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Ford (NYSE:F) reported quarterly profit on Friday that beat analysts estimates as strong results in North America helped offset weakness abroad and higher taxes. Excluding one-time items, the company reported a profit of 39 cents a share, compared to analyst expectations of 35 cents, according to Thomson Reuters I/B/E/S.
First-quarter net income was $1.40 billion, or 35 cents a share, down from $2.55 billion, or 61 cents a share, in the year-earlier period. About half of that drop was due to a higher tax rate after Ford made an accounting change late last year, it said. Excluding one-time items, profit was 39 cents a share.
Revenue fell from $33.1 billion in the year-ago period to $32.4 billion in the January-March quarter. Analysts had expected $31.27 billion.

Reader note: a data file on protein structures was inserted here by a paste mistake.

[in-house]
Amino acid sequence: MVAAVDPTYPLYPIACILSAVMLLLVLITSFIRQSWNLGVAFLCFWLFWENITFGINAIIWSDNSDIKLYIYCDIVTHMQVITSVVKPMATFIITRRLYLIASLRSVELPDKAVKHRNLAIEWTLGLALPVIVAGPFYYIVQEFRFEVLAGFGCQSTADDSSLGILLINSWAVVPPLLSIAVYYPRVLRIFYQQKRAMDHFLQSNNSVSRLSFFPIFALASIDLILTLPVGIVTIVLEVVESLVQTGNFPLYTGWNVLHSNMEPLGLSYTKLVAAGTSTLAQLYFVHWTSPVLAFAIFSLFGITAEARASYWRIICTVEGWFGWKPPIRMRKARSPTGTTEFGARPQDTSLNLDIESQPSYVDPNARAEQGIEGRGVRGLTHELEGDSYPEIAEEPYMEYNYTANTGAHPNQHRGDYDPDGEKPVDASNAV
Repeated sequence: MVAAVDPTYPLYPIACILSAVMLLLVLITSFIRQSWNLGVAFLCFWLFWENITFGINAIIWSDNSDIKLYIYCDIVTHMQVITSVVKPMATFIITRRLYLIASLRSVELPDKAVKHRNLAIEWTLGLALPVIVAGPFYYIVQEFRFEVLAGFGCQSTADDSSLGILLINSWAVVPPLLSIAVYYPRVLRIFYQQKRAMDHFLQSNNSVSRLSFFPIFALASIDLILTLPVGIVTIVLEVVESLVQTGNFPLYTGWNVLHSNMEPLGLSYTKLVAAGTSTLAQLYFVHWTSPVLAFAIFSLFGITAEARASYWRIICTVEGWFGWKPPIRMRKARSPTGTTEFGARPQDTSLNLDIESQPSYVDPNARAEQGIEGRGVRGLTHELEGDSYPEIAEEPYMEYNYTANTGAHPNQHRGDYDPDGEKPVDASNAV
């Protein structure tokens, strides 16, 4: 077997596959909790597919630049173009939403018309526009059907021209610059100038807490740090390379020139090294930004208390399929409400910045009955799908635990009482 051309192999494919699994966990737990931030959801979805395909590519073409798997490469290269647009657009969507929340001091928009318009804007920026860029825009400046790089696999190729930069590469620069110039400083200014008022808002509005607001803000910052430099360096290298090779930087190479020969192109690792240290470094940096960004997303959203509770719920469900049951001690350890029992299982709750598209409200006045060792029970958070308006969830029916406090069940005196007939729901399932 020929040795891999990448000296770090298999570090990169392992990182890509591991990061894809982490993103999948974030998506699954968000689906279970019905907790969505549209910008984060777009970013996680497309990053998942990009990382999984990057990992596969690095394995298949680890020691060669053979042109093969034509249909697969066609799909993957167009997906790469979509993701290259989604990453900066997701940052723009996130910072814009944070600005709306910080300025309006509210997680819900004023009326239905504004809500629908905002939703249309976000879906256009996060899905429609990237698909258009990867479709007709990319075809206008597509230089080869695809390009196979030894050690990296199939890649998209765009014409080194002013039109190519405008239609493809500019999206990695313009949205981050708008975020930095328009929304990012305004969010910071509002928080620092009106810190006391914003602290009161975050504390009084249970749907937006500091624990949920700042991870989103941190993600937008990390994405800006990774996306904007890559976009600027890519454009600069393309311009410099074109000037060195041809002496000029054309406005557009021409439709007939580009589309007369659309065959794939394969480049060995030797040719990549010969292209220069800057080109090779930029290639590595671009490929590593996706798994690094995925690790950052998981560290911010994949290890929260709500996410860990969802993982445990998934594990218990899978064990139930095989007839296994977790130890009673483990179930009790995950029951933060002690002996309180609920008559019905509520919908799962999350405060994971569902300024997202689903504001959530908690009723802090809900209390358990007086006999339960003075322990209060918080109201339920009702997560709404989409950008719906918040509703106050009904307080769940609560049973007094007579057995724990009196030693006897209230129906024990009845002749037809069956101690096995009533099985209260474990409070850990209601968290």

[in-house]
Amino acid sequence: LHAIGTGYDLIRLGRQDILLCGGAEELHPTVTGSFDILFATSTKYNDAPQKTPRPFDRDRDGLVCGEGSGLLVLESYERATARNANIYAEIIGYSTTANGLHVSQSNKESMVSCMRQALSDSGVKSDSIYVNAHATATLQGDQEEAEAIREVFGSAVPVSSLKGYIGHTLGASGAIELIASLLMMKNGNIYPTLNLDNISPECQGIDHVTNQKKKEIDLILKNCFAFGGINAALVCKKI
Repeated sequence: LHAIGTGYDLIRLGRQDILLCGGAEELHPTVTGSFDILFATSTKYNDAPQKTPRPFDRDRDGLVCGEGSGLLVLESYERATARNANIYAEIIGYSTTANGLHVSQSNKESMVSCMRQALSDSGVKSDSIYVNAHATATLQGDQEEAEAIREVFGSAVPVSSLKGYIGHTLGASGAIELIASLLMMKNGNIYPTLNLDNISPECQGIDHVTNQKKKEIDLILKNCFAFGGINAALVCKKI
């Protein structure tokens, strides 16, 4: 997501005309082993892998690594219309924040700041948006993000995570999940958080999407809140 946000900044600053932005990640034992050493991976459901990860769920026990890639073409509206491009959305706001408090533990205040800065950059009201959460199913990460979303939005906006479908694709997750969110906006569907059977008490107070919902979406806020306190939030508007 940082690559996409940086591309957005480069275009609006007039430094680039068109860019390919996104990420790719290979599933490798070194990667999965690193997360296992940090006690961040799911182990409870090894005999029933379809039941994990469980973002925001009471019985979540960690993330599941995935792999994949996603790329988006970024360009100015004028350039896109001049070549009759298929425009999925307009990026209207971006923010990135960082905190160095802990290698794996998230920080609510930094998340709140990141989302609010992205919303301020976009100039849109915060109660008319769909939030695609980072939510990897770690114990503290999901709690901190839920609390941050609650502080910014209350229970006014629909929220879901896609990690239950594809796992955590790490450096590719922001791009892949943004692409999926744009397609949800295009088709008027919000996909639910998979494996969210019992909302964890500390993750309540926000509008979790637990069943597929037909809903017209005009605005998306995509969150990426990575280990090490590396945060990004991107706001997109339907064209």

Ford reported a pretax loss of $149 million in Europe, hurt there by dwindling demand due to recession-like conditions. Ford also reported a loss for its operations in Asia and Africa, and lower earnings in South America. However, North American pretax earnings were $2.1 billion, up $289 million from a year ago. As European markets remain weak and China growth slows, Ford said it will be relying heavily on North American sales this year.
Ford also announced plans today to offer lump-sum pension payments to about 90,000 U.S. salaried retirees and former employees, beginning in the third quarter. The voluntary program is aimed at lowering the company’s $74 billion global pension liability, which was underfunded by $15.4 billion at the end of last year. Ford said it’s the first such program offered by any U.S. company.
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